ERS Charts of Note
Monday, August 26, 2019
The United States and Brazil have accounted for most of the growth in world soybean exports, while China has been the world’s largest importer. In the 1990s, the United States was the predominant exporter of soybeans. During the late 1990s, both U.S. and Brazilian exports increased to supply China’s growing demand, but Brazilian exports grew more quickly. During the 1990s, the United States supplied more than 50 percent of China’s soybean imports, though the U.S. share gradually declined into the 2000s. Brazil’s share first matched that of the United States in 2002 when each country supplied about 35 percent of China’s soybean imports. From 2002 to 2011, each country’s share of China’s soybean imports fluctuated between 35 and 50 percent. Brazil’s share rose to almost 50 percent during 2012 to 2016 as the U.S. share fell to less than 40 percent. The U.S. share fell to 30 percent in 2017 as China’s tariff on U.S. soybeans took effect late in the market year. During the first 9 months of China’s 2018/19 market year, while the tariff took full effect, Brazil’s share rose to 77 percent, while the U.S. share fell to 10 percent. This chart appears in the ERS report, “Interdependence of China, United States, and Brazil in Soybean Trade,” released in June 2019.
Thursday, July 25, 2019
China is the world’s largest importer of soybeans and represented 65 percent of global soybean imports in 2017. Soybeans are the most prominent agricultural commodity exported to China by both the United States and Brazil. During 2017, prior to the Chinese government’s implementation of tariffs on U.S. soybeans, exports of soybeans were valued at $12.3 billion and accounted for 63 percent of U.S. agricultural exports to China. Conversely, soybeans accounted for less than 20 percent of U.S. agricultural exports to other regions. For example, U.S. soybean exports to Southeast Asia—the second-largest destination—were valued at $1.95 billion but accounted for 17 percent of agricultural exports to that region. The share of soybeans in U.S. agricultural exports was 14 percent for the European Union, 10 percent for the Middle East and North Africa, and 7 percent for other East Asian countries. The share of soybeans in Brazil’s agricultural exports to China was larger. During 2017, $20.3 billion of soybean exports accounted for nearly 88 percent of Brazil’s agricultural exports to China. Soybeans accounted for 14 percent of Brazil’s agricultural exports to the European Union—the second largest destination for Brazil’s soybeans. This chart appears in the ERS report, “Interdependence of China, United States, and Brazil in Soybean Trade,” released in June 2019.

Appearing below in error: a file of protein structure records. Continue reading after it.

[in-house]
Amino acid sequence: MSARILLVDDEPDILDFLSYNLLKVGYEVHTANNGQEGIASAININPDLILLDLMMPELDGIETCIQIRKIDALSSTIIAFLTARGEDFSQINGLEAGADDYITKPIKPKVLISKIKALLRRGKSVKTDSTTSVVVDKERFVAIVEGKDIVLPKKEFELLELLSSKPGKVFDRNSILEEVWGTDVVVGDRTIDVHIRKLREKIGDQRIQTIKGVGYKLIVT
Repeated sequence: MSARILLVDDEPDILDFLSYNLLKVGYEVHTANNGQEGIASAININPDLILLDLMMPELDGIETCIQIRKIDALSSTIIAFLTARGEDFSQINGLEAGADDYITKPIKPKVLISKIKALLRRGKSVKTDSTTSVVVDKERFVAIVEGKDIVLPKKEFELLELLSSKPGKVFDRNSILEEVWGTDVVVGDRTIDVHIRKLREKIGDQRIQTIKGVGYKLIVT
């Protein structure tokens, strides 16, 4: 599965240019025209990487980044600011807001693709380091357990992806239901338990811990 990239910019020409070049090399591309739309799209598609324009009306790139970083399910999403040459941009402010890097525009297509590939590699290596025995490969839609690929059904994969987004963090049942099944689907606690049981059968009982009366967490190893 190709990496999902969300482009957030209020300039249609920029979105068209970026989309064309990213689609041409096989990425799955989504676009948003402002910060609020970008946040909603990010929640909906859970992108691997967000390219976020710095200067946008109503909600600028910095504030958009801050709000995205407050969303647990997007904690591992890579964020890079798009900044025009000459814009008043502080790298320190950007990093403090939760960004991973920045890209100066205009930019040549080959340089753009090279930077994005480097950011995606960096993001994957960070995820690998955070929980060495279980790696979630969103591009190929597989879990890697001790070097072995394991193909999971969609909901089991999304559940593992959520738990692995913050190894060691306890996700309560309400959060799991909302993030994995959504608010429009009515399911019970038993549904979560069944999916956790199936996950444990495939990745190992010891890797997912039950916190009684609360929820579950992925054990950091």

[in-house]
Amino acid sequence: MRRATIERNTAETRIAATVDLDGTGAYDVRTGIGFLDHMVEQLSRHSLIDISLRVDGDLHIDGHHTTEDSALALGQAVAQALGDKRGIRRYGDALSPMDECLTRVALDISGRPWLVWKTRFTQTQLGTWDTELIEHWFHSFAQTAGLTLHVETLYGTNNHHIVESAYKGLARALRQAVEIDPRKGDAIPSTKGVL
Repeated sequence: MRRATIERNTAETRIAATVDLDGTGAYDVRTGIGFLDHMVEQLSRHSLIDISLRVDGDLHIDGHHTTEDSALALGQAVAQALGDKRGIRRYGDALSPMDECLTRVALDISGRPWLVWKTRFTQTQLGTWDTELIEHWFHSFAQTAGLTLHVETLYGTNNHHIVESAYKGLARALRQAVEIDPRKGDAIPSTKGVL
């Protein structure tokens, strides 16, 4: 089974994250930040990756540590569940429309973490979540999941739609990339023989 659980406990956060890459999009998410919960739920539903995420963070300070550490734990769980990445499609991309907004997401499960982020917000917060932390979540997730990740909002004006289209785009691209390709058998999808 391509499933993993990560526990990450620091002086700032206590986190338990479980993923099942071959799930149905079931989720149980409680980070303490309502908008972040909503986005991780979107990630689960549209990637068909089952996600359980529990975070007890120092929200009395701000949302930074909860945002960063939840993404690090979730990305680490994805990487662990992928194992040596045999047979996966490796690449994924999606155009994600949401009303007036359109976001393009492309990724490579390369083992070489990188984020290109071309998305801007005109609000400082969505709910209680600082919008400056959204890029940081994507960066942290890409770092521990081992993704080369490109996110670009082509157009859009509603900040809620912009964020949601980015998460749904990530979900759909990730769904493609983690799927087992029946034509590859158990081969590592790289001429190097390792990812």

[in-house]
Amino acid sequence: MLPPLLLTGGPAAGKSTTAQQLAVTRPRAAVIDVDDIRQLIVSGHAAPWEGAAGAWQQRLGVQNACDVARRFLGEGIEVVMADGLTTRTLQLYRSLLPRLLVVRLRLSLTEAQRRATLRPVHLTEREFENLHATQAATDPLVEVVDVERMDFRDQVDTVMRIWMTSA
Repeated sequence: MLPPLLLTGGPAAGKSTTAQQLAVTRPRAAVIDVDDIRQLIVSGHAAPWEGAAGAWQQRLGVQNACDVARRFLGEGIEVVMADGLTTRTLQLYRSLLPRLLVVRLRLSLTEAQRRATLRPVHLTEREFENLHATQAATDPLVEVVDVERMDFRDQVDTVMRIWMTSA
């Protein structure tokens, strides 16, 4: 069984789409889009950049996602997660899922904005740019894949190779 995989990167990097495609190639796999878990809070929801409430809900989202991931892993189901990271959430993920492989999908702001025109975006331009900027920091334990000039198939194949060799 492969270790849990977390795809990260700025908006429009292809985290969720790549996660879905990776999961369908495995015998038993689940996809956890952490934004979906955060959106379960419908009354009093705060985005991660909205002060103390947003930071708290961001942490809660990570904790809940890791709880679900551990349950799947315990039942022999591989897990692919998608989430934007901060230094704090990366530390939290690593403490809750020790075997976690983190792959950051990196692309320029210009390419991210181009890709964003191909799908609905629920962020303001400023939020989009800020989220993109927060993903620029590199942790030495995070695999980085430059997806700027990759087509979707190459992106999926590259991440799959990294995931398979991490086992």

Monday, May 13, 2019
The value of U.S. agricultural exports increased slightly in 2018, driven by gains in all major commodity groups except oilseeds and oilseed products. Overall, U.S. agricultural exports were valued at $139.6 billion. Total growth was limited by an 11 percent decline in oilseed and oilseed product exports in 2018 compared to 2017. The decline in oilseed and oilseed product exports appears to be linked to soybean import tariffs imposed by China for U.S.-sourced soybeans as part of broader U.S.-China trade disputes. With the 2018 decline, oilseed and oilseed product exports fell to the fourth largest export category after ranking second in 2016 and 2017. As a share of total export value in 2018, horticultural product exports represented the largest category with $34.2 billion—or 24 percent of total agricultural exports. Second to horticultural exports in total value was grains and feeds at $32.1 billion. Grains and feeds, which includes corn, had the largest year over year increase in export value at 11 percent. This chart appears in the Agricultural Trade section of the ERS data product, “Ag and Food Statistics: Charting the Essentials,” updated in April 2019.
Friday, February 22, 2019